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Rebels say Hezbollah, Iraqi fighters flooding into Syria

June 4, 2013 Nuha Shabaan, Special for USA TODAY  The […]

5 June 2013

June 4, 2013

Nuha Shabaan, Special for USA TODAY 

The original story published in USA Today is here.

AMMAN: Syrian rebels outside Damascus said Tuesday that thousands of Hezbollah and Iraqi fighters are massing on the outskirts of the capital in what appears to be a prelude to a large-scale ground invasion against towns they have held for months.

“Planes are dropping off fully armed fighters from Hezbollah and the Iraqi Fadl Brigades,” said opposition activist Abu Yasser.

Hezbollah is a Lebanon-based terrorist group; the Fadl Brigades are Iranian-trained Shiite Muslim militants from Iraq. Both groups are likely destined for the fight in al-Qusayr, a town near the Lebanese border that is at the center of the rebels’ supply routes for ammo and fighters, Yasser said.

The rebels have held the town for more than a year and have been defending their position against the Syrian military for weeks.

“People are concerned over a large-scale massacre once they capture al-Qusayr,” he said.

The reports come as France said Tuesday it has confirmed that the nerve gas sarin was used “multiple times and in a localized way” in Syria, including at least once by the regime. It was the most specific claim by any Western power about chemical weapons attacks in the 27-month-old conflict.

Rebels based in the Damascus suburb of East Ghouta, the bread basket of the capital, have seen an influx of hundreds of thousands of Syrians fleeing the fighting, according to Yasser and other activists.

Analysts say Hezbollah has been fighting for Syrian dictator Bashar Assad in Homs, Aleppo and al-Qusayr but believe the scope of Hezbollah’s involvement is exaggerated.

“We have heard reports that (Hezbollah) have forces in Aleppo, so it seems to me that the numbers are too high – these numbers don’t tally with the actual capacity of Hezbollah,” said Fawaz Gerges, director of the Middle East Center at the London School of Economics.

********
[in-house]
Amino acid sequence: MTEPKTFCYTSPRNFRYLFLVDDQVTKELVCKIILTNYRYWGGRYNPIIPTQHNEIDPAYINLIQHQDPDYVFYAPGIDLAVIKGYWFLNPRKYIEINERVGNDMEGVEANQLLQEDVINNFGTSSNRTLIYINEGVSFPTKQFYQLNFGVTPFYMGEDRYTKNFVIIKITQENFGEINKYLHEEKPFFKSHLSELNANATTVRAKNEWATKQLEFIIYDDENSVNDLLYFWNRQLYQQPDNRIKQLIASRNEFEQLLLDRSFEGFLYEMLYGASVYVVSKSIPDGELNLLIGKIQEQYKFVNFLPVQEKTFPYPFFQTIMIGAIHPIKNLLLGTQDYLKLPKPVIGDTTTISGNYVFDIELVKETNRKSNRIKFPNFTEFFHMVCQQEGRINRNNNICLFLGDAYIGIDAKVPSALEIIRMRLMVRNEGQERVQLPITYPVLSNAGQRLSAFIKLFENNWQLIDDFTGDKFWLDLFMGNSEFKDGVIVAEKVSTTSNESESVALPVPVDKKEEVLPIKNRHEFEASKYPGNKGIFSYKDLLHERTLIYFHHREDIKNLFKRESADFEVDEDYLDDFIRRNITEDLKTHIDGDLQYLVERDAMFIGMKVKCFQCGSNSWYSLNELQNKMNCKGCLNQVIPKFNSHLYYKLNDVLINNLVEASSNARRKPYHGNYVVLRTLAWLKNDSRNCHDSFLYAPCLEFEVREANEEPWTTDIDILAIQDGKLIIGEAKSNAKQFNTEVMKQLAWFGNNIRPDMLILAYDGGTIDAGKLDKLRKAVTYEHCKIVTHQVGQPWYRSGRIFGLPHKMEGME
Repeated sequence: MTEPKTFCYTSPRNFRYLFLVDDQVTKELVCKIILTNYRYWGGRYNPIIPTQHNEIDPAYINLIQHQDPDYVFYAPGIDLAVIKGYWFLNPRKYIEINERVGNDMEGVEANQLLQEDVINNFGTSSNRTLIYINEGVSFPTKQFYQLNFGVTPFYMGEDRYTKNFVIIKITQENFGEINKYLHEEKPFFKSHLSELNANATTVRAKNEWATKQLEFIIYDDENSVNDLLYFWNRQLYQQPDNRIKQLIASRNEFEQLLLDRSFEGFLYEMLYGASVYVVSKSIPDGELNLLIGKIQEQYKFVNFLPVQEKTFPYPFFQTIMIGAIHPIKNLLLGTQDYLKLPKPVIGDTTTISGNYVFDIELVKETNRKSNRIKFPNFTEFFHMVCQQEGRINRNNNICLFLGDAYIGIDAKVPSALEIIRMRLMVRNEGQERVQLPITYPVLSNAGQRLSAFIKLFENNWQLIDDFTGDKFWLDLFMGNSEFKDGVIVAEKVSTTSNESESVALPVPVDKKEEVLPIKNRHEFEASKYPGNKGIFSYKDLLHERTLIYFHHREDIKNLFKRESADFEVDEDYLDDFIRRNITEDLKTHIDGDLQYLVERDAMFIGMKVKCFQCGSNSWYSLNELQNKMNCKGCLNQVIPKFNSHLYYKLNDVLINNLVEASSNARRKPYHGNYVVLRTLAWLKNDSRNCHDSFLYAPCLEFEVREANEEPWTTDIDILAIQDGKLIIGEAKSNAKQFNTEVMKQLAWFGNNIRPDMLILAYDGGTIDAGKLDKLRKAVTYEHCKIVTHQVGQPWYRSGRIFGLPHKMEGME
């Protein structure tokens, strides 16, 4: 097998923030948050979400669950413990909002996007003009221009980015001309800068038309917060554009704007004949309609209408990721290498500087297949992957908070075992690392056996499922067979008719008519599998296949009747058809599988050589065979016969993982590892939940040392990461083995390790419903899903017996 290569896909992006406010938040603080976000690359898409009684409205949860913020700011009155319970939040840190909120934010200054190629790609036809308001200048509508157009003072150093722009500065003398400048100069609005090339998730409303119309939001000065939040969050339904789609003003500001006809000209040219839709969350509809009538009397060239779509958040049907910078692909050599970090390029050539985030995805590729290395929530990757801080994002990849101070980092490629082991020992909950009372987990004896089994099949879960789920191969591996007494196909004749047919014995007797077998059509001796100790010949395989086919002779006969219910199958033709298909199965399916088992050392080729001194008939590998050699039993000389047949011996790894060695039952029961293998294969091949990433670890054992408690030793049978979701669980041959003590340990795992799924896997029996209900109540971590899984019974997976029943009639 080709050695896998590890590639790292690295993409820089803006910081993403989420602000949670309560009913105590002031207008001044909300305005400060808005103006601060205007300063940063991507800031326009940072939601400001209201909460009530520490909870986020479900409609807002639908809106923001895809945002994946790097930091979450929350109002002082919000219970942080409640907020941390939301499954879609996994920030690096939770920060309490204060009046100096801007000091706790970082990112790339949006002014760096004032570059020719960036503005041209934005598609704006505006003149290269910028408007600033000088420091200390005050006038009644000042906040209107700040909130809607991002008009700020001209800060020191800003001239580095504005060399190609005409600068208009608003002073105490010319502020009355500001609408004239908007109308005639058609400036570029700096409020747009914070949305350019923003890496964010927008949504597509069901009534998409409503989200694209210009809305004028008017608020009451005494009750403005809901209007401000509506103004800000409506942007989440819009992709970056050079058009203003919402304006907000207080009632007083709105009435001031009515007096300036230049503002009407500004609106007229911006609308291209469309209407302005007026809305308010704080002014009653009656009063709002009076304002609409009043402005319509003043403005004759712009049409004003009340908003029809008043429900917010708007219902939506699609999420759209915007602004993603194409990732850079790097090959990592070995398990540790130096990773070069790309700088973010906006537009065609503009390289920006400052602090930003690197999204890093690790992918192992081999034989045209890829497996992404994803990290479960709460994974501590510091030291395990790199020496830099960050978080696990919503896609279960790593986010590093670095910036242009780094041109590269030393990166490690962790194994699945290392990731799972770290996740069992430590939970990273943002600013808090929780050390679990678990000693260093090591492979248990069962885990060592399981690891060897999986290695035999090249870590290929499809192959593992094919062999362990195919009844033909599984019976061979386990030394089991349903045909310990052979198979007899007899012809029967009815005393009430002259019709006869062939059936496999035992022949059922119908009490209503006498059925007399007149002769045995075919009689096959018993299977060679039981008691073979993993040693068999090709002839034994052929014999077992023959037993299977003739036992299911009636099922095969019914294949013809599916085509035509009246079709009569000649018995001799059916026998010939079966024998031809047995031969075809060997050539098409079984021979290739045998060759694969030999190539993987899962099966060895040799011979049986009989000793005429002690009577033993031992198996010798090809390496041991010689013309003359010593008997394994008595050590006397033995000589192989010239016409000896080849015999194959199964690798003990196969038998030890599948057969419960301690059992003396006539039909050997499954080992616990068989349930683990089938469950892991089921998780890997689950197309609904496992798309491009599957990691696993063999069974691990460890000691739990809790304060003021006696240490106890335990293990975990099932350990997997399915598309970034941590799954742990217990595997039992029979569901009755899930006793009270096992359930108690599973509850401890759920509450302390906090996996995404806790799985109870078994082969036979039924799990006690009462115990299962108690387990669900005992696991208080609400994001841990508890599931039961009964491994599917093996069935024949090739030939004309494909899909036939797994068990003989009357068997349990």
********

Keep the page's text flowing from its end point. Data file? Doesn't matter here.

“Still, make no mistake about it, Hezbollah is in it for the long haul … until victory,” he added.

Hezbollah is backed by weapons and money from Iran. In addition to committing terror attacks against Americans and Israelis, it has fought two wars against Israel from its base in Lebanon on the northern part of the Israeli border. Iran uses Syria to transit weapons to the group, including thousands of missiles aimed at Israel.

“Hezbollah is fully engaged in the battlefield,” Gerges said. “And this is a major shift. It’s no longer them trying to protect villages along the border in Lebanon; it’s waging battle alongside the Syrian government forces … willing to sustain casualties and shoulder the consequences.”

Hezbollah’s leader, Hassan Nasrallah, has said publicly that the group’s existence depends on defeated a rebellion of Sunni Muslims against Assad, a member of a Shiite Muslim offshoot known as Alawites.

Hezbollah, also made up of Shiite Muslims, is fighting in Syria not to defend the Assad regime, Gerges says, but to defend its position in Lebanon, which would be threatened if Syria is overtaken by Sunnis

Hezbollah’s television station Al-Manar aired a report entitled “Terrorists’ strongholds fall successively in Qusayr, East Ghouta,” in which an Al-Manar reporter with the Syrian army confirmed the operation taking place. Reporting from the southern Damascus suburb of Sidi Makdad, which borders East Ghouta, the reporter said that the campaign to clear Sidi Makdad of terrorists “coincides with comprehensive operations in (East) Ghouta under the rubric ‘encirclement, surprise and the launch of painful strikes.’ “

Rebel leaders are moving more fighters into the area to try and hang onto it. Syrians in East Ghouta – under siege since Thursday – are bracing for an onslaught that has already killed more than 80,000 civilians, according to the United Nations.

The Zebdeen Coordination Council, a group of activists in this East Ghouta town, posted an update on Facebook reporting that the Syrian military is ringing the area to try to keep supplies from getting to the rebels, including flour to make bread.

“The embargo by the Assad regime on liberated sections of Ghouta takes place with the goal of bringing it to its knees and storming it,” the posting read. “And now the regime is preparing its most deadly campaign yet on the cities and towns of East Ghouta supported by Shiite militias from Iraq and Lebanon.”

The posting could not be verified independently.

Gerges says Iran sees the fight as a battle for its survival against Sunnis in the Gulf, Israel and the United States. Syria is Iran’s only true ally in the Middle East, and it has been helping Iran skirt some economic sanctions imposed by the West to get Iran to end its nuclear program.

“Iran has not officially committed troops yet but there is no doubt in my mind they will,” he said. “It has become an open ended proxy war now.”

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